Introduction Segment Routing (SR) solves a number of issues the existing MPLS IP networks face. Among the many benefits of Segment Routing, Traffic Engineering is a key one. Based on live telemetry events, traffic can be steered intelligently across a network using MPLS label paths a.k.a segment lists. The example discussed in this article shows how you can leverage BGP SR policy to alter traffic paths based on sFlow telemetry data. An SR Policy, discussed in detail here, is identified using a 2-tuple of Endpoint and color. Endpoint here refers to a destination prefix while color is a 32-bit BGP extended...
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Monitoring some agent’s memory utilisation

  Monitoring some agent’s memory utilisation   This article develops further https://eos.arista.com/introduction-to-managing-eos-devices-memory-utilisation/ authored by Colin MacGiollaEain to bring the context to a specific agent’s memory utilisation and how to remediate.   1) Introduction Monitoring the memory usage of specific EOS processes maybe useful to detect which features consume the control-plane resources, as a first step to clarify whether it is a normal behaviour or not. In abnormal circumstances the overall system may be running low on memory, in which case some culprit agent may be restarted, or some other agent may suffer a restart too (collateral damage) by the process scheduler. Examples...
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IP static route with health check

Introduction The purpose is to simplify ip static route with health check does_it_live.py script, it’s easy to enable this feature quickly without complicated programming. This feature leverages the Reachability Health Checks document ( https://eos.arista.com/reachability-health-checks/ ) and does_it_live.py  ( https://github.com/alexisdacquay/does_it_live ) which was made by Alexis Dacquay. Due to Reachability Health Checks(does_it_live.py) support rich parameters, there are mode(icmp/dns), interval, timeout, dampening, source. We just take it and use it. Configuration The following configuration commands have been added as part of this feature support: 1. Create ping check script on-boot: t3 – timeout 3 seconds, i3 – interval 3 seconds, 1.1.1.1 – ping check ip.   configuration:==============event-handler...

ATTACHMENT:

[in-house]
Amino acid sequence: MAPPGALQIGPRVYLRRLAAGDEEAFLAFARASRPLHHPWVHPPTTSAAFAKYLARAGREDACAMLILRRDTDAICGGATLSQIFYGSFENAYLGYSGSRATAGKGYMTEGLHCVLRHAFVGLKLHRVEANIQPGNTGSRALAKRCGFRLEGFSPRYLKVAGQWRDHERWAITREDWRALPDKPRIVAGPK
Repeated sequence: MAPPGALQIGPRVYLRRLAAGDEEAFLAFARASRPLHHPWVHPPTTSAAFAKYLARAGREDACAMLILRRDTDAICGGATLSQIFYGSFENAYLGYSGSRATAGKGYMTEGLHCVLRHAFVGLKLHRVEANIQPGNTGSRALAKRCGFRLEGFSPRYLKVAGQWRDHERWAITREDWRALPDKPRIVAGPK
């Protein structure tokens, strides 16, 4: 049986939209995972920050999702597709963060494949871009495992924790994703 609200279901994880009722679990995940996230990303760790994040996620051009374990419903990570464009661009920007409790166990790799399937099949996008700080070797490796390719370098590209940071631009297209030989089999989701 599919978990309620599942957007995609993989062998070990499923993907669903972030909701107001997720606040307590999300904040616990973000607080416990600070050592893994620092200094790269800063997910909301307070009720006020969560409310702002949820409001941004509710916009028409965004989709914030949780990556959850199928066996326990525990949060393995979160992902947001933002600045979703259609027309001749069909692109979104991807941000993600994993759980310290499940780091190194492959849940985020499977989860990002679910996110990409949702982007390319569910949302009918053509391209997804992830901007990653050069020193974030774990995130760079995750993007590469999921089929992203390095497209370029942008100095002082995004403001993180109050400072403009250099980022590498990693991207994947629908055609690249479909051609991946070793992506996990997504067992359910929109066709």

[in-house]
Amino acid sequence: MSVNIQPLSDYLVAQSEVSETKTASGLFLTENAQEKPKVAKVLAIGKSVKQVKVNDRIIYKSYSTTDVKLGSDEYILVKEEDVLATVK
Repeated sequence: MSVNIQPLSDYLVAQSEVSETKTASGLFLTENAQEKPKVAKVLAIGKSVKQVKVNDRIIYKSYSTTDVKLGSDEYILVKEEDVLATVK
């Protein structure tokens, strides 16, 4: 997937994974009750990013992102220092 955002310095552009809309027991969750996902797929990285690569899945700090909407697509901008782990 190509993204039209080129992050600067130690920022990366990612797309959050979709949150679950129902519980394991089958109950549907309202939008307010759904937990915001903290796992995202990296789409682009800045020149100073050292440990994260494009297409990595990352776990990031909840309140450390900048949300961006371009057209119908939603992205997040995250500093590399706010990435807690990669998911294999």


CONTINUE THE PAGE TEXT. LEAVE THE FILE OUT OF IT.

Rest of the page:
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Verify EOS 3rd party software versions

  EOS includes a Linux kernel, GNU tools, and other 3rd party software. EOS make use of some of such 3rd party software and you might want to verify the version they run. Note: not every 3rd party software is actively used by default. If you have a particular concern in mind regarding 3rd party software version then you must refer to the Arista security advisories page: https://www.arista.com/en/support/advisories-notices/security-advisories   3rd party software Bash CLI command to verify the version EOS version 4.15.1F 4.17.1F 4.18.2F 4.20.10M  4.21.0F Bash bash –version 4.1.16(1) 4.3.42(1) 4.3.42(1) 4.3.42(1) 4.3.42(1) DNSmasq dnsmasq -v 2.59 2.59 2.59 2.77 2.77...
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Reachability Health Checks

  1) Introduction 1.1) does_it_live.py This article describes a script called does_it_live, used to monitor the health of network targets, by testing IP reachability (by ICMP) and name resolution (by DNS). While some people might understand the Python code and find it self-explanatory and well documented, this articles aims at making the use of the script more accessible without digging into reading the script itself.   1.2) Purpose Ping is commonly used for manual health check across a network, and in particular from a network device itself to have a good picture of a network health from its perspective. Obviously...